DOT's Consideration of Auto Emergency Braking Requirement for New Trucks

Searcy Denney Scarola Barnhart & Shipley

Searcy Denney Scarola Barnhart & Shipley

On June 11, 2021, the U.S. Department of Transportation (DOT) announced that new federal laws requiring automatic emergency braking systems in both large commercial trucks and buses are intended to be passed. Specifically, according to DOT’s announcement:

“Safety is the Department’s North Star and making our roads safer for all Americans is critical. The regulatory agenda reflects this – by proposing to make safety technologies like [the] automatic emergency braking standard, to ensure better data collection for autonomous vehicle technology deployments to enable safe innovation, and to update our roadway design and operational practices for the first time in a decade. Examples include:

  • Require heavy and light vehicles to include Automatic Emergency Braking….”

One thing is undisputed: rear-end crashes by large commercial trucks and buses are exceptionally dangerous. The question is, will these new federal laws help in an efficient way? If you’ve been injured or a loved one has been killed in an accident with a large commercial truck or bus, a Florida truck accident lawyer  can help you with your insurance and legal claims.

What is an Automatic Emergency Braking System?

An Automatic Emergency Braking (AEB) system is a type of collision avoidance device designed to prevent large commercial trucks and buses from colliding with the rear end of any motor vehicle in front of them. Upon activation, the AEB applies the brakes instead of the driver and also determines how much force is needed in braking. 

Some systems are designed for low speeds, while others are designed for higher speeds. Different sensors are used for different designs, and some systems are designed to lessen the impact rather than preventing it altogether.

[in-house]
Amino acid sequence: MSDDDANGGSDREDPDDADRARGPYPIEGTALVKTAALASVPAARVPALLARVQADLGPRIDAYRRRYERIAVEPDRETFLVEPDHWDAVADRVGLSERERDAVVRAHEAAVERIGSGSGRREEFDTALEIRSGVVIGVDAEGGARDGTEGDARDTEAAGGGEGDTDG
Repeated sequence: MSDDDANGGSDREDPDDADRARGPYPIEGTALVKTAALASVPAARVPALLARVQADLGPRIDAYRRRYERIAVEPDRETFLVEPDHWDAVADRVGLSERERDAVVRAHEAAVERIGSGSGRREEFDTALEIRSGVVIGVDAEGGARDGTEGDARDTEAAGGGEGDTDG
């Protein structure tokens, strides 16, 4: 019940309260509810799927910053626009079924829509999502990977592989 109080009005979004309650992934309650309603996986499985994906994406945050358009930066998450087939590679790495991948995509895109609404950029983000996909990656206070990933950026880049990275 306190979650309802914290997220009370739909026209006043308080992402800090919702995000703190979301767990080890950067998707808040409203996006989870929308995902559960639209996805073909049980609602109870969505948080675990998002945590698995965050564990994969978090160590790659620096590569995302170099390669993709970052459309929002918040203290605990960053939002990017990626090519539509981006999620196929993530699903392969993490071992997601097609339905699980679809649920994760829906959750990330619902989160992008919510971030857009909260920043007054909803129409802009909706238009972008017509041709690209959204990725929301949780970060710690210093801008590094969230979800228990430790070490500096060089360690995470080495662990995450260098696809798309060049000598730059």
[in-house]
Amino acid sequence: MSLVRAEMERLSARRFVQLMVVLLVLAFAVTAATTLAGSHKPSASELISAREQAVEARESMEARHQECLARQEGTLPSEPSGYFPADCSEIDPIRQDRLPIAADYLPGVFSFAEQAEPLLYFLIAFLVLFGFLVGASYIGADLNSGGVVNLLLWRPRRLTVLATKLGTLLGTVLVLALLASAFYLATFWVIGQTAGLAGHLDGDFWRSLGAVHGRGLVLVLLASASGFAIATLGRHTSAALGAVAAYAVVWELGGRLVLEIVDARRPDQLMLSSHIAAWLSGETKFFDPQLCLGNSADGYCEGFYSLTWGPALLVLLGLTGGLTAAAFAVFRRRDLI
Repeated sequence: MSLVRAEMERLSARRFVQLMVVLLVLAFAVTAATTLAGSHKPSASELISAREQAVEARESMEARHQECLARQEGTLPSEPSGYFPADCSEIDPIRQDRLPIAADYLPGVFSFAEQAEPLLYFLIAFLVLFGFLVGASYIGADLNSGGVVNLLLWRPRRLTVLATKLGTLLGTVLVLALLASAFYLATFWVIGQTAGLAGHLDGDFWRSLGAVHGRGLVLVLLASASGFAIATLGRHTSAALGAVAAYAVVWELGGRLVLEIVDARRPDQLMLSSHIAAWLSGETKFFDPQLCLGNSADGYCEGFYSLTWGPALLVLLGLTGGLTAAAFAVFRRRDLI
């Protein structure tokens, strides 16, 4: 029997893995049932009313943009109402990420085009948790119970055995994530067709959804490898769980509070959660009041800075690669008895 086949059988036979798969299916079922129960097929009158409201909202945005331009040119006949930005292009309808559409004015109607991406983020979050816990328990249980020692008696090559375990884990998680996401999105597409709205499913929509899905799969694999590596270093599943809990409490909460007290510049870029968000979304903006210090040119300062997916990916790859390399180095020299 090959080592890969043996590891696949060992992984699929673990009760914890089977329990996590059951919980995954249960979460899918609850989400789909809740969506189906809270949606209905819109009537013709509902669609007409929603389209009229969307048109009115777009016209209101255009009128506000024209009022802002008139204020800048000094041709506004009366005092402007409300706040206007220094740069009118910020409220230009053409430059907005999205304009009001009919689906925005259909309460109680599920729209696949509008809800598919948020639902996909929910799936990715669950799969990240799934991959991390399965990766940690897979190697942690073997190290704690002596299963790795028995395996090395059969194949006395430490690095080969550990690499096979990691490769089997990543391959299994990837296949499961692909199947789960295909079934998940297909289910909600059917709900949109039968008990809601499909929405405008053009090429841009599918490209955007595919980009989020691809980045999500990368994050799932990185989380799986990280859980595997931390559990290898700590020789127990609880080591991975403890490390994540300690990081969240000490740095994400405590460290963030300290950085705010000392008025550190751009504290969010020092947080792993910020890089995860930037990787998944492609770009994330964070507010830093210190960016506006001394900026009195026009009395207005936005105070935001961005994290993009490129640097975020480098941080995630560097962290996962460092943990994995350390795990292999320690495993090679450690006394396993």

Is There Any Downside to AEBs?

Opposition to AEBs as currently designed includes the danger of causing serious or even fatal accidents by stopping the vehicle automatically without the involvement of the human driver. Opposing experts also warn that in particular, so-called “phantom braking,” which refers to an AEB false alarm that causes your vehicle, without warning, to slam on its brakes in response to the detection of a “phantom” object.

According to the Center for Auto Safety, “when automatic emergency braking goes wrong, it can be incredibly dangerous.” In fact, the Center reports: “Owners of 2017-19 Nissan Rogues equipped with automatic emergency braking have been reporting unwanted stops since the time AEB technology was placed on those vehicles.”

A Florida Truck Accident Lawyer Can Help if You’ve Been Injured in a Truck Collision

Truck collisions are always dangerous, but drivers and passengers of smaller passenger vehicles are particularly vulnerable to rear-end collisions with trucks. It remains to be seen if AEBs can reduce that risk for passenger vehicles. In any event, if you or a loved one have been involved in an accident with a truck or bus, a Florida truck accident lawyer can help with any claims you may have.

[View source.]

DISCLAIMER: Because of the generality of this update, the information provided herein may not be applicable in all situations and should not be acted upon without specific legal advice based on particular situations.

© Searcy Denney Scarola Barnhart & Shipley | Attorney Advertising

Written by:

Searcy Denney Scarola Barnhart & Shipley

Searcy Denney Scarola Barnhart & Shipley on:

Reporters on Deadline

"My best business intelligence, in one easy email…"

Your first step to building a free, personalized, morning email brief covering pertinent authors and topics on JD Supra:
*By using the service, you signify your acceptance of JD Supra's Privacy Policy.
Custom Email Digest
- hide
- hide

This website uses cookies to improve user experience, track anonymous site usage, store authorization tokens and permit sharing on social media networks. By continuing to browse this website you accept the use of cookies. Click here to read more about how we use cookies.